9. OP
    OP
    slipperyskip

    slipperyskip Member

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    Unboxing ceremony....

    I generally won't do this unless it's stuff given to me. I think it is important that sponsors get some attention now and then. They won't argue. LOL

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    Two packages arrived from Silverstone and Crucial. Crucial always overnights my stuff. :thumb: In the background I'm sizing up the placement of 120mm fans in the case bottom. The case will be elevated...obviously. :D




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    First up are these Aero Slots PCI slot covers. A friend recommended them. The ones that came with the "Not a Silverstone" case are those spring loaded pieces of crap I hate so much.




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    Next up is the Silverstone PP05 short modular cable kit made specifically for the Strider series of PSU. I'm sure there is something tasty in here I can use.




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    A Nitrogon NT06 Evolution heatsink. They tossed in a variable speed 120mm fan to go with it but I don't like using manually adjustable fans on CPU heatsinks. I'm sure I can use it somewhere else. :thumb:




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    From Crucial comes 4 x 1GB DDR2 1066 Ballistix Tracer memory modules. I wanted to fill all the slots with the 32-bit memory limit. Love Crucial. Not the fastest or the cheapest but it ALWAYS works. I have been using Crucial for nearly fourteen years and have never gotten anything bad or wrong.

    This post brought to you by:

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  10. JuzIE

    JuzIE Member

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    Ooo very nice mate. It must be awesome to have sponsors send you stuff out :thumbup:
     
  11. OP
    OP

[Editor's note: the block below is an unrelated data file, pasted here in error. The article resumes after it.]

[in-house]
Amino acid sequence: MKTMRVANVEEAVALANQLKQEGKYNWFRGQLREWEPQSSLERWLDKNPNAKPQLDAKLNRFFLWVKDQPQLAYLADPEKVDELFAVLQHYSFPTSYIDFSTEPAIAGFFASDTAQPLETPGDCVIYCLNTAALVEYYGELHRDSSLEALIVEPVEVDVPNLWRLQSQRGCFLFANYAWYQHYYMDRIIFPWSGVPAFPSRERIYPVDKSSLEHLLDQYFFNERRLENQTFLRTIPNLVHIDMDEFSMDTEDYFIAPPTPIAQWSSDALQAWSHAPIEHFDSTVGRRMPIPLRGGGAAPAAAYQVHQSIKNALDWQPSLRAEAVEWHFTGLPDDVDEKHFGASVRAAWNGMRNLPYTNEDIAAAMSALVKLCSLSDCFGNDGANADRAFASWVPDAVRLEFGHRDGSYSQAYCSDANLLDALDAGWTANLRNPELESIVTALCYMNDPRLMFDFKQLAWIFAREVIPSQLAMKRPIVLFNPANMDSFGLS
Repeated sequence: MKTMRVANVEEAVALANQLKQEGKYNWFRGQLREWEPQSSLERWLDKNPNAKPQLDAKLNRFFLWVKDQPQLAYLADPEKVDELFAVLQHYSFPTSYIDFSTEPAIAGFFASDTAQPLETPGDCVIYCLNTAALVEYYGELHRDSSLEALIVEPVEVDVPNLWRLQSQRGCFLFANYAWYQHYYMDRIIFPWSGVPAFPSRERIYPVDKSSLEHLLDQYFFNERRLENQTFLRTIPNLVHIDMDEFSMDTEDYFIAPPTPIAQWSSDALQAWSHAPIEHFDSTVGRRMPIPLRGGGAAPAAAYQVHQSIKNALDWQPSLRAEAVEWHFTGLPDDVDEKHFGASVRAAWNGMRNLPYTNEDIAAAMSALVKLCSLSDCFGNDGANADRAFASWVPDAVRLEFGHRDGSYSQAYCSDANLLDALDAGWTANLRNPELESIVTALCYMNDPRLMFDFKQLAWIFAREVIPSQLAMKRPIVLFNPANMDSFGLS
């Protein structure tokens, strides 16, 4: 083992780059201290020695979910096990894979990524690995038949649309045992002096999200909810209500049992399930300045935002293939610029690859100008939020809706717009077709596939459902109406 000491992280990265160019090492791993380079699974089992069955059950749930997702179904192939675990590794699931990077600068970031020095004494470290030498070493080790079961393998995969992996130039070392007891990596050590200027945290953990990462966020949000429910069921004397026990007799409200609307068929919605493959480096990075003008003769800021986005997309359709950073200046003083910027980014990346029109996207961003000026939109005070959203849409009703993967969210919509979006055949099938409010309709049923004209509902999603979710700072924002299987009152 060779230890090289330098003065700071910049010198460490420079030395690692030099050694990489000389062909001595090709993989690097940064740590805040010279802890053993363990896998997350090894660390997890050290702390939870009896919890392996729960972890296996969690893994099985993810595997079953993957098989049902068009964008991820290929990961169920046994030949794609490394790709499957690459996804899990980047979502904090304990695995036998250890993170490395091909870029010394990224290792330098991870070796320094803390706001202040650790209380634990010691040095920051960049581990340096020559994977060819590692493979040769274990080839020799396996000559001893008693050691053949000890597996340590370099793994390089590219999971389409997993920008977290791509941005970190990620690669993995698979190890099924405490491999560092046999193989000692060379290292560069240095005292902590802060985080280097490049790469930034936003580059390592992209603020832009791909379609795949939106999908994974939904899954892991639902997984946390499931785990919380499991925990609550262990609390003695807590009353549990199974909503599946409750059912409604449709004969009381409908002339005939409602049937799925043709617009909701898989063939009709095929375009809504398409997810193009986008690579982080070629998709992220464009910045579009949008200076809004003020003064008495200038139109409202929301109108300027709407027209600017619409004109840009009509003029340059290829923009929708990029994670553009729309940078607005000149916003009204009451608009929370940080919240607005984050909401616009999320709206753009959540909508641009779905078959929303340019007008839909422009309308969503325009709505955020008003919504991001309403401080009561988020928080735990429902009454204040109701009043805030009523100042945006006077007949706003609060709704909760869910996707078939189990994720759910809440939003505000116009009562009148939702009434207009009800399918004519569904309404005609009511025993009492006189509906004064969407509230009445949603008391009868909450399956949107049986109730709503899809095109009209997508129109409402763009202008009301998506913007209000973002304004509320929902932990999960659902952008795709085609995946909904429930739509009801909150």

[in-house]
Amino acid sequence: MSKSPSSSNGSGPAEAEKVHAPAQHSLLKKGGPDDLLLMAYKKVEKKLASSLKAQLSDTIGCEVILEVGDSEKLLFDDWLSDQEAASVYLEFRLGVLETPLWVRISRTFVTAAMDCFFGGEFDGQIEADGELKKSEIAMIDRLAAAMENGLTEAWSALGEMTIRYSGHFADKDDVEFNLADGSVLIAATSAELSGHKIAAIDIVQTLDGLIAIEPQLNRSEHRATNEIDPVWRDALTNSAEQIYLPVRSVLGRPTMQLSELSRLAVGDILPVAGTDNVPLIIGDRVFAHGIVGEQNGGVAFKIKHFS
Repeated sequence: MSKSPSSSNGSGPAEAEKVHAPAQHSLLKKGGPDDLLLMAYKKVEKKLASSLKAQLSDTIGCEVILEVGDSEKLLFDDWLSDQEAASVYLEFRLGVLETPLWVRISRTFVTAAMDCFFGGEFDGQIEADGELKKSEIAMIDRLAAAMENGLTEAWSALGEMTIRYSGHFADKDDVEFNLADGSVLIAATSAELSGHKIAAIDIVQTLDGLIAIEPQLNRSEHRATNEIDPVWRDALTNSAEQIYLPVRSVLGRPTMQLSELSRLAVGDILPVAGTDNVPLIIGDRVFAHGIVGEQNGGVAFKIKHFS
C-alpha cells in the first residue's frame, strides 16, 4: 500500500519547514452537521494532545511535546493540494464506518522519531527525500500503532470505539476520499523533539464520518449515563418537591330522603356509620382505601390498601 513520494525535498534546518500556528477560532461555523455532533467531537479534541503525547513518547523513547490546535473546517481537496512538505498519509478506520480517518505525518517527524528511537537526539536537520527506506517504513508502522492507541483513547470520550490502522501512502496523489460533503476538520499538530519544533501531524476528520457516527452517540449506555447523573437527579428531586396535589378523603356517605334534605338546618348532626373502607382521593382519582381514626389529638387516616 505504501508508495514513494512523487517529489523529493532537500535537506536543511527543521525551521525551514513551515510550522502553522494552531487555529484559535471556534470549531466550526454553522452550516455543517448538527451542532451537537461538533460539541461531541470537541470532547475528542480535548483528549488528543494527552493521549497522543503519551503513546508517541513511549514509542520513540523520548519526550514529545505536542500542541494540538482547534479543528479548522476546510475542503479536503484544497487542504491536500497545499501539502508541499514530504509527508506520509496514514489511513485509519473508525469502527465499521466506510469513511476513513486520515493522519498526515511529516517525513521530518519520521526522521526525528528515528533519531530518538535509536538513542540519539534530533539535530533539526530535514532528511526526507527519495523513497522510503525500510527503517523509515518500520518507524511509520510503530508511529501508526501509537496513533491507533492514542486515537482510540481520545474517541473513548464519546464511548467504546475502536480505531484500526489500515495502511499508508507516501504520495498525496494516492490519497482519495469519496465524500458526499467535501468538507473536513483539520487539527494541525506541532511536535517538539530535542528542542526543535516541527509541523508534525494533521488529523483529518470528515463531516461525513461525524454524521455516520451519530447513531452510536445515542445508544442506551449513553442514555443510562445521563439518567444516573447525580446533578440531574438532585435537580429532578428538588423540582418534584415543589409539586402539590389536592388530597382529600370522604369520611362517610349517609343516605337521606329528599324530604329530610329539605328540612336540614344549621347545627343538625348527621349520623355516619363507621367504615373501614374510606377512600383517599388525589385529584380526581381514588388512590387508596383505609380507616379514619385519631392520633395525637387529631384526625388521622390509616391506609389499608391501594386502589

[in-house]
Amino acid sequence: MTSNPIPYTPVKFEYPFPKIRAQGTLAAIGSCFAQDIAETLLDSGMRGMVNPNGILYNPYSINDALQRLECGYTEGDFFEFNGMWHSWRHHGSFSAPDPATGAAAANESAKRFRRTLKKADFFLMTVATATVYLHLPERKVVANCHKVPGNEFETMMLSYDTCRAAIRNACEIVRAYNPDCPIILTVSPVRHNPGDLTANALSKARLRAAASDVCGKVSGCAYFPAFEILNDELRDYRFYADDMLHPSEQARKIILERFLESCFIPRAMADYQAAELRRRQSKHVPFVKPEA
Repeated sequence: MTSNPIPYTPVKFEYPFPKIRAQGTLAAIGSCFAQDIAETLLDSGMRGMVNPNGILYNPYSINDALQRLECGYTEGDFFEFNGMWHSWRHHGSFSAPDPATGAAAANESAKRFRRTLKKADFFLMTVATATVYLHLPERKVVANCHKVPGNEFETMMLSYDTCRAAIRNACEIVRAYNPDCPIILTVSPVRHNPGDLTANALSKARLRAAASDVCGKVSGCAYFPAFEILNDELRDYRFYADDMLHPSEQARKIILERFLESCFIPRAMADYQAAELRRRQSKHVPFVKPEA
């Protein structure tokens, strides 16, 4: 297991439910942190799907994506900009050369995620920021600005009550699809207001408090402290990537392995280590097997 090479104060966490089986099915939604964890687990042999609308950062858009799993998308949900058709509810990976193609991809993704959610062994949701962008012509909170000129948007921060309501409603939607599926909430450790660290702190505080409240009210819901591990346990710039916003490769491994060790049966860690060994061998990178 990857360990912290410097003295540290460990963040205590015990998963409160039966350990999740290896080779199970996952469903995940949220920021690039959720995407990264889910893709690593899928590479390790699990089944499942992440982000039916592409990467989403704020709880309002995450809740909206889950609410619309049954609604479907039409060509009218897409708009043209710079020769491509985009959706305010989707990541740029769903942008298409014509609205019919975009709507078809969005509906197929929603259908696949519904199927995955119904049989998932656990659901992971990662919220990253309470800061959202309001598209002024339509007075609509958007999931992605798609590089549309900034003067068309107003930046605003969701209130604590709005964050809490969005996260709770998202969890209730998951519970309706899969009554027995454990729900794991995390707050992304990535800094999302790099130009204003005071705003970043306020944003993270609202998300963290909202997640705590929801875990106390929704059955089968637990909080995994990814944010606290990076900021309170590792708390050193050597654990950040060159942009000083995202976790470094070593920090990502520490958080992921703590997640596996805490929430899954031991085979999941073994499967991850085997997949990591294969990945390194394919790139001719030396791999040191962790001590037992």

slipperyskip

    slipperyskip Member

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    Materials are coming in slowly but I've still been able to get some work done. This is the largest mod I have done yet so I've had to go shopping for some big boy tools. Mostly large clamps...lots of them. No new power tools. I'm still sticking to my cordless drill and Dremel.


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    Removed the side cover handle and fan duct to get a perfectly smooth panel surface. Taped up the raw aluminum backside with painters tape to protect it from damage during the build.




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    Fit up some 1" wide 3/16" thick basswood strips that I call waster pieces. Their whole purpose in life is to take up space (kinda like some people I know :D). The actual framework will be built up against these pieces. The wasters will later be removed leaving a convenient space to put something else in later.




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    The side pieces are attached using double-sided tape while the front wasters are secured using small sheet metal screws. The wasters don't have to be pretty or even provide complete coverage.

    Stay tuned.
     
  12. OP
    OP
    slipperyskip

    slipperyskip Member

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    Got the proper width cut out for the top 1/4" Birch plywood panel. Here it is being marked up for the length cut.




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    Trimmed up the panel length with my make shift panel cutting rig.




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    Seriously low tech. My new fine-toothed laminate/veneer saw made short work of it while still keeping a clean edge.




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    The boss showed up to inspect the test fitting.




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    The glue blocks were cut out of some scrap 3/8" stock and test fit to each corner. This whole setup will be duplicated for the bottom panel.

    Thanks for looking.
     
  13. OP
    OP
    slipperyskip

    slipperyskip Member

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    [​IMG]